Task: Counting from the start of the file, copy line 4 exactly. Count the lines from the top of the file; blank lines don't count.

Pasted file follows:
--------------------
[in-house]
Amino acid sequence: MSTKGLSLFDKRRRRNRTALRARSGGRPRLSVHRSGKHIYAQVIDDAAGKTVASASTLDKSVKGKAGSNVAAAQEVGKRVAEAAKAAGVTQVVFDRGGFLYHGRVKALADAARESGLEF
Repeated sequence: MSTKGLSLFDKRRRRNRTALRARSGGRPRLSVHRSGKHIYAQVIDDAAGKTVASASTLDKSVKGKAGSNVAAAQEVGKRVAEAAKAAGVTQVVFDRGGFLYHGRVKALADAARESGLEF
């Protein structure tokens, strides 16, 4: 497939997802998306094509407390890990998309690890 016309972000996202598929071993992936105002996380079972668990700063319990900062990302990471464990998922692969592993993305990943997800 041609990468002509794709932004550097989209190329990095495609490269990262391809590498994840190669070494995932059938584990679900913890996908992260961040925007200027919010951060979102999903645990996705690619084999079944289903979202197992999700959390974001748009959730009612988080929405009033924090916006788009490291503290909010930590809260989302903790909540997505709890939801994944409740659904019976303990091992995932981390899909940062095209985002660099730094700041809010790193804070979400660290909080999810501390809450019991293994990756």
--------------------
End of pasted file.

């Protein structure tokens, strides 16, 4: 497939997802998306094509407390890990998309690890 016309972000996202598929071993992936105002996380079972668990700063319990900062990302990471464990998922692969592993993305990943997800 041609990468002509794709932004550097989209190329990095495609490269990262391809590498994840190669070494995932059938584990679900913890996908992260961040925007200027919010951060979102999903645990996705690619084999079944289903979202197992999700959390974001748009959730009612988080929405009033924090916006788009490291503290909010930590809260989302903790909540997505709890939801994944409740659904019976303990091992995932981390899909940062095209985002660099730094700041809010790193804070979400660290909080999810501390809450019991293994990756």